Faithlife
Faithlife

Everybody Wants To Go To Heaven

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What we’re going to look at this evening gets its title from an old Loretta Lynn song.  (Play song.)  The lyrics of the song talk about the story of King Hezekiah being told that the illness that he had was terminal.  Hezekiah pled with God for more time and received it.

The song pretty poignantly conveys a sentiment that most, if not all people share:  discomfort with death.  Call it discomfort, fear, anxiety – call it what you will.  Most would say, “I’m alright with heaven.  It’s the dying I’m not too excited about.”

Today’s passage is in John, chapter 12.  We need to set the stage for Jesus’ words.  Jesus has recently healed Lazarus and many Jews believe in Him, raising the ire of the Pharisees.  At a dinner party at Lazarus’ house, Mary anointed Jesus’ feet with a very costly ointment.  The triumphal entry has just happened.  Jesus is in the last week of his life.  Now, some Greeks have asked to see Jesus. 

Read the passage.

Today I want to focus on the application of Jesus’ words to an epidemic that is affecting churches all across America:  consumer Christianity.  The idea that church is a product that I consume, evaluate, analyze, and then decide if I want to consume it.  What’s in it for me?  If it meets my needs, then I’ll keep coming.  If not, I’ll go elsewhere.  The American dream – a consumer culture – has permeated the church. 

Statistics inside and outside the church.

The Whole Truth of the Gospel

Testifying at the trial.

Jesus says, “Verily, verily”, or “Truly, truly”, or “Very truly”.  When he says these words, it always means, “Listen up!  Here is some truth.  Pay attention!”  Here he is in the last week of his life.  His miracles and his teaching cause different groups to react differently.  The Pharisees hate him because of his popularity and because Jews are believing in him.  They believe that he is the Messiah that they have all been waiting on – the one that will lead Israel to victory over Roman oppression and usher in a new age.  Why would the Greek worshippers want to see him?  This is pure conjecture on my part, but with the Greeks love for philosophy, maybe they wanted to talk philosophically with Jesus.  I don’t know.  But in this time, in this place, with these people, Jesus says words that almost don’t seem to fit the question.  He says, “Read passage.”  That is an answer that doesn’t really fit the question.  Jesus doesn’t really answer the question so much as he answers the situation.  His answer puts everyone on notice that his mission isn’t what they think it is.  Those looking for a military Messiah will be disappointed that he dies on a cross.  Those looking for a popular leader, wanting to be “in” on the popular movement will be disappointed that he leads them toward unpopularity.  Those who look to Jesus merely for his philosophy on life will be disappointed that his definition of life includes the death of the will.  The disappointment they will experience is that Jesus isn’t producing a product for them to consume.  He is taking this opportunity to dispel a consumer commitment to what he is doing.  This passage lets everyone know that following him involves a death that leads to life as verse 25 says.  For some Christians in the world, following Jesus could really mean physical death.  For us, it most likely will not mean that.  So there is a double meaning in this passage.  Yes, obviously verse 24 applies to Jesus because he dies and produces much fruit, or many devoted followers.  But it also applies to us in that following Jesus means that life is no longer on our terms.  As John the Baptist said, “He must increase.  I must decrease.”  I think it may be appropriate to reword our sharing of the gospel to include a lifestyle of selfless commitment to live for Jesus.  Otherwise, people may think of salvation as hitting the lottery – small commitment with big rewards.  Cheap grace, as Dietrich Bonhoeffer put it.  Everybody wants to go to Heaven, but nobody wants to die.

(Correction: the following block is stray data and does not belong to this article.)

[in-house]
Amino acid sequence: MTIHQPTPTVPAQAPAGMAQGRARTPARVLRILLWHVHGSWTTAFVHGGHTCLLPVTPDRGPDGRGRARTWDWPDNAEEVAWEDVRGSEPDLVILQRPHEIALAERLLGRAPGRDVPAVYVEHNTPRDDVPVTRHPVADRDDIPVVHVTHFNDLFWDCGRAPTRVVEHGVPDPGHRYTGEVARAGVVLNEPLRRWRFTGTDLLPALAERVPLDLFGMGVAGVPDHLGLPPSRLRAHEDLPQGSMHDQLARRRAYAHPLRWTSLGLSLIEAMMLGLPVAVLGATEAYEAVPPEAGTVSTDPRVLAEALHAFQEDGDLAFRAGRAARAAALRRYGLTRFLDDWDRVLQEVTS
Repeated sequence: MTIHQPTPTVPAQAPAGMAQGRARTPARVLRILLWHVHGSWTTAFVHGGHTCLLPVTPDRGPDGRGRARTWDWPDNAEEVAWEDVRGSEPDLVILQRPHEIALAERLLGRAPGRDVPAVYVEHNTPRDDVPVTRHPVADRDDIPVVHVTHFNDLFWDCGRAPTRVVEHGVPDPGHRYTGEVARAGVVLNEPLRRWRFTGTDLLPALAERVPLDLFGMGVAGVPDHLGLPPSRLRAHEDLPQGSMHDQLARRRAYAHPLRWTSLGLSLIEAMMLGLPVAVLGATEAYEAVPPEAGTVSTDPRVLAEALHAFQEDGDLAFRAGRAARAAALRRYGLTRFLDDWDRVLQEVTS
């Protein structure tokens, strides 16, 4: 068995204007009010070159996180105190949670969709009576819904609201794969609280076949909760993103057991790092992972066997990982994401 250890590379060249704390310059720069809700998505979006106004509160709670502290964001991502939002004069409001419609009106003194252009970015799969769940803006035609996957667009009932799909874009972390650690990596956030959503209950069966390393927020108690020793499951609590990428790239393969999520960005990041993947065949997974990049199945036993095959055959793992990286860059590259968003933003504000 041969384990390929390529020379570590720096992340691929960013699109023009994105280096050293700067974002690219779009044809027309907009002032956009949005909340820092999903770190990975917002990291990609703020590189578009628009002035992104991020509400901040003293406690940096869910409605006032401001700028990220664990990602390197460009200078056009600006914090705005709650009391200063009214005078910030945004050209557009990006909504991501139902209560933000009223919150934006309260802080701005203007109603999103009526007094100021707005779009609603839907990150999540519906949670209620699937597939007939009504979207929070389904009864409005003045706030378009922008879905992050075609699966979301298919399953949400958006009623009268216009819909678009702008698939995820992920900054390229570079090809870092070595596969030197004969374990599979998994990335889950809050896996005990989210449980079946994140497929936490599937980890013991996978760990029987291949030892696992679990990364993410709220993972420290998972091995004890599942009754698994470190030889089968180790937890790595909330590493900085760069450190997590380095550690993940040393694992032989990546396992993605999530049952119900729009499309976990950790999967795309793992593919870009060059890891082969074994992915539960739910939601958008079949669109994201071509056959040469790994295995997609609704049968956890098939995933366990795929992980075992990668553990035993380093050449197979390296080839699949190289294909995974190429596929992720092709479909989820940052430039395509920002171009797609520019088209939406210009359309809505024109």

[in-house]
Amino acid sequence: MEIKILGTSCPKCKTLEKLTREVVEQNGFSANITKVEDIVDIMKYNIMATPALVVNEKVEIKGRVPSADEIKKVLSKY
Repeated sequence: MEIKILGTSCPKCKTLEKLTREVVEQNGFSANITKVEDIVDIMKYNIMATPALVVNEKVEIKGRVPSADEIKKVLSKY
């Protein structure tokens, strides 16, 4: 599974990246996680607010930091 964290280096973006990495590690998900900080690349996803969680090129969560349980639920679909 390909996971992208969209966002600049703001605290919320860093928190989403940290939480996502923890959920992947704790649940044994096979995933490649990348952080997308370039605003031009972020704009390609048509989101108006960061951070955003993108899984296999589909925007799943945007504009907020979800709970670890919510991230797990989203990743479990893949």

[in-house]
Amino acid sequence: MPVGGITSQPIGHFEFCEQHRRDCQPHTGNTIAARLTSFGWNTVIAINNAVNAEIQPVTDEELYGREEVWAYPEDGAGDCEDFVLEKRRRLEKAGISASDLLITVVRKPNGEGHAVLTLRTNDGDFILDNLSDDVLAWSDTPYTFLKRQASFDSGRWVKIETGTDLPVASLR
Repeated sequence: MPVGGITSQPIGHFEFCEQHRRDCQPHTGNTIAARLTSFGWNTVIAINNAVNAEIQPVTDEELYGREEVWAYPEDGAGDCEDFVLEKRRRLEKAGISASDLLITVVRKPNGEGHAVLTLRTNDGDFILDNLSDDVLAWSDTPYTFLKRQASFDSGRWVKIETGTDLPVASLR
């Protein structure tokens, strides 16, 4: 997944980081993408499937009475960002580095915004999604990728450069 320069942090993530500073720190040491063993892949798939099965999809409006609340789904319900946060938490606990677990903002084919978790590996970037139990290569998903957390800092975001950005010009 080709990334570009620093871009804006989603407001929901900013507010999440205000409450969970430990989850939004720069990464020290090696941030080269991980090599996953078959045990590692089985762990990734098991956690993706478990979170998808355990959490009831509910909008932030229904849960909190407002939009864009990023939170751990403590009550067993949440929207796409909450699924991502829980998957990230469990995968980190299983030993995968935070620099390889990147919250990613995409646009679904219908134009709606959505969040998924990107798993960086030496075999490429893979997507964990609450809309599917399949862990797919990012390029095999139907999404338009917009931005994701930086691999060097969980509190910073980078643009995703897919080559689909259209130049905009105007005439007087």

Cultivate an eternal perspective

Read v. 25. 

It is very tempting to dismiss verse 24 as pretty words that Jesus used to talk about what lie ahead of him.  We tend to think that the real meat of this passage is in verses 25 and 26.  And we may even think that those two verses are independent of each other.

I want to take just a moment and talk about Jesus as teacher.  We recognize Jesus as a master teacher.  We must recognize that if Jesus is Lord – and Lord of all – then he is not only a master teacher, he also the smartest man who ever lived.  That being said, it is very helpful, for both our study of the Bible and the application of it, to understand that Jesus didn’t waste words.  Jesus always considered the setting and people around him when he spoke his message.  His use of parables, imagery and exaggeration concretely communicated spiritual truths.  His explanations of spiritual truth often were similar to a lawyer making an argument, point by point.  This is what Jesus does here.